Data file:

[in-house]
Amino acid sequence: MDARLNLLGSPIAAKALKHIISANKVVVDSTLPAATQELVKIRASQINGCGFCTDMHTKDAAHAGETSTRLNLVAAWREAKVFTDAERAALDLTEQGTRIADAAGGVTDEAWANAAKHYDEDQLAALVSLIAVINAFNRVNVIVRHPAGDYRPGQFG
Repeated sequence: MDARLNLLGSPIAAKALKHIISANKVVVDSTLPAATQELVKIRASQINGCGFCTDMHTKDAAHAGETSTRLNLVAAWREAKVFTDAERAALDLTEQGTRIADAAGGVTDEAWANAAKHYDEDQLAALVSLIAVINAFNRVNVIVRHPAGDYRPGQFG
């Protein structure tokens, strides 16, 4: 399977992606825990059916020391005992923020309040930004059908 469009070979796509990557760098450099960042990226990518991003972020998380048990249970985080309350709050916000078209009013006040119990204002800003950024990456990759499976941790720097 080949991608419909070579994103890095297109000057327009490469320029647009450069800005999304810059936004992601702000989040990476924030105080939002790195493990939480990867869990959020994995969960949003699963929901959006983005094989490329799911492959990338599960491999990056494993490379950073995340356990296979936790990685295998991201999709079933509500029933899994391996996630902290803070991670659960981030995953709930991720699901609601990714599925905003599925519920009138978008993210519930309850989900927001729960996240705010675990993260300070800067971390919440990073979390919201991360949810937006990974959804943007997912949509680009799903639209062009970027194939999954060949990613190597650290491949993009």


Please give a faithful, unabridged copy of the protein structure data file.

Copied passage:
[in-house]
Amino acid sequence: MDARLNLLGSPIAAKALKHIISANKVVVDSTLPAATQELVKIRASQINGCGFCTDMHTKDAAHAGETSTRLNLVAAWREAKVFTDAERAALDLTEQGTRIADAAGGVTDEAWANAAKHYDEDQLAALVSLIAVINAFNRVNVIVRHPAGDYRPGQFG
Repeated sequence: MDARLNLLGSPIAAKALKHIISANKVVVDSTLPAATQELVKIRASQINGCGFCTDMHTKDAAHAGETSTRLNLVAAWREAKVFTDAERAALDLTEQGTRIADAAGGVTDEAWANAAKHYDEDQLAALVSLIAVINAFNRVNVIVRHPAGDYRPGQFG
């Protein structure tokens, strides 16, 4: 399977992606825990059916020391005992923020309040930004059908 469009070979796509990557760098450099960042990226990518991003972020998380048990249970985080309350709050916000078209009013006040119990204002800003950024990456990759499976941790720097 080949991608419909070579994103890095297109000057327009490469320029647009450069800005999304810059936004992601702000989040990476924030105080939002790195493990939480990867869990959020994995969960949003699963929901959006983005094989490329799911492959990338599960491999990056494993490379950073995340356990296979936790990685295998991201999709079933509500029933899994391996996630902290803070991670659960981030995953709930991720699901609601990714599925905003599925519920009138978008993210519930309850989900927001729960996240705010675990993260300070800067971390919440990073979390919201991360949810937006990974959804943007997912949509680009799903639209062009970027194939999954060949990613190597650290491949993009």